A cursory search of what has been said about appeasement in the last eighty years will leave one with a rather negative impression. “I seem to smell the stench of appeasement in the air” Margaret Thatcher once snapped, while in 1940 Churchill grunted: “An appeaser is one who feeds a crocodile – hoping it will eat him last.” Appeasement has become a by-word for cowardice, but that is not fair on the pragmatists of the 1930s.
Our tale begins in Fulham in 1933, with a little-known event which barely has a Wikipedia page attributed to it. Yet this seemingly trivial incident would prove to be a monumental bellwether for Prime Minister Stanley Baldwin. On 25 October, Conservative circles were greeted with what the Glasgow Herald called an “unpleasant surprise”. The former Conservative MP for Fulham East, Kenyon Vaughan–Morgan, having been elected with a majority of 14,000, had died. As a result, a by-election was held. The new candidate, William James Waldron justifiably had a “confidence that he would at least win through.” Yet it was not to be. Instead, Labour stole the seat from the Conservatives with a comfortable majority of 4,800.
The bemused journalist then went on to explain the reasons for this most bizarre event. The main cause identified was war; Waldron had campaigned on the need to rearm, which had proven uniquely unpopular. The lesson Baldwin drew from this was that: “There was probably a stronger pacifist feeling running through the country than at any time since the War.”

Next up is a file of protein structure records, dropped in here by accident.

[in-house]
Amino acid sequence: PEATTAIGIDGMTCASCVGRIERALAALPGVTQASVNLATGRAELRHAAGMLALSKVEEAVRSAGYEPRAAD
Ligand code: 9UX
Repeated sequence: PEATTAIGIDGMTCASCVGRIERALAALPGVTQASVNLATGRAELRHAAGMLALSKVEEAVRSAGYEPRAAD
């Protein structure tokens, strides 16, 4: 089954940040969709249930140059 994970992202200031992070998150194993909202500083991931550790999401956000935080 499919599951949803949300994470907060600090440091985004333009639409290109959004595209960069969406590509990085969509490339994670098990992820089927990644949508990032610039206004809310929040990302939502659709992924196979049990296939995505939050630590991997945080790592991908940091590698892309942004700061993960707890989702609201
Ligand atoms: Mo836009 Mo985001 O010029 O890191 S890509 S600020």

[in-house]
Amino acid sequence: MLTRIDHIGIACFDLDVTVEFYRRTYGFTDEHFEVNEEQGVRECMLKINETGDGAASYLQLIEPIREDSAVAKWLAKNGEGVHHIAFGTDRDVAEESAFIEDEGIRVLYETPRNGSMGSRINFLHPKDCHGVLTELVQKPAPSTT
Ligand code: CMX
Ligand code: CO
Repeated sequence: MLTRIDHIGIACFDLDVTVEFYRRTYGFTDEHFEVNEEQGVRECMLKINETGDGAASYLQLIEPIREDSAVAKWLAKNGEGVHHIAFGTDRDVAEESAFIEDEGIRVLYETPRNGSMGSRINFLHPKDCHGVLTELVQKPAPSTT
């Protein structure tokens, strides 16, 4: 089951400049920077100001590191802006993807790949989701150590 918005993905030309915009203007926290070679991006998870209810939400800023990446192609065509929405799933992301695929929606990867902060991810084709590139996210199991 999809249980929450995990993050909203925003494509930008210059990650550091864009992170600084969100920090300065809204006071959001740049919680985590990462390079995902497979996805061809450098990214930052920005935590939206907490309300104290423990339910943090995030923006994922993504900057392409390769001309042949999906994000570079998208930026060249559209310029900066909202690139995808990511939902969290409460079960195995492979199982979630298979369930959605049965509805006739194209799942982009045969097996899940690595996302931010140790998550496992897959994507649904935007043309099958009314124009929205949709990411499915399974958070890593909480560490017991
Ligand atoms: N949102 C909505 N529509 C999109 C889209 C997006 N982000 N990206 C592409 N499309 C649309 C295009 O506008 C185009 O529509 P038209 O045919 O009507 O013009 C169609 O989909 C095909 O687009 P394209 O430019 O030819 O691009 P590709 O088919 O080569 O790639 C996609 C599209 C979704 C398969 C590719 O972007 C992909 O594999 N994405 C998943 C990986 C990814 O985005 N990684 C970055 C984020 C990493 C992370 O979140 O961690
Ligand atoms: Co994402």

Politically, re-armament was an untenable policy. The trenches of World War I were still dug deep in the minds of the British people. The arms race between Germany and Britain was seen as a key cause of the last conflict, and nobody wanted to risk a repeat of the bloodshed of the First World War. Baldwin admitted remorsefully in 1936 that, had he campaigned for rearmament, the loss of the 1935 election would have been “certain”.
Rearmament was also economically difficult. In the early 1930s, the Great Depression was hitting hard; in 1932 unemployment was at 3.5 million. The previous year, the government had introduced the highly unpopular means test, which involved officials visiting families to judge whether they were entitled to receive state support. Spending more on arms would have meant deep cuts in public spending, never a popular policy.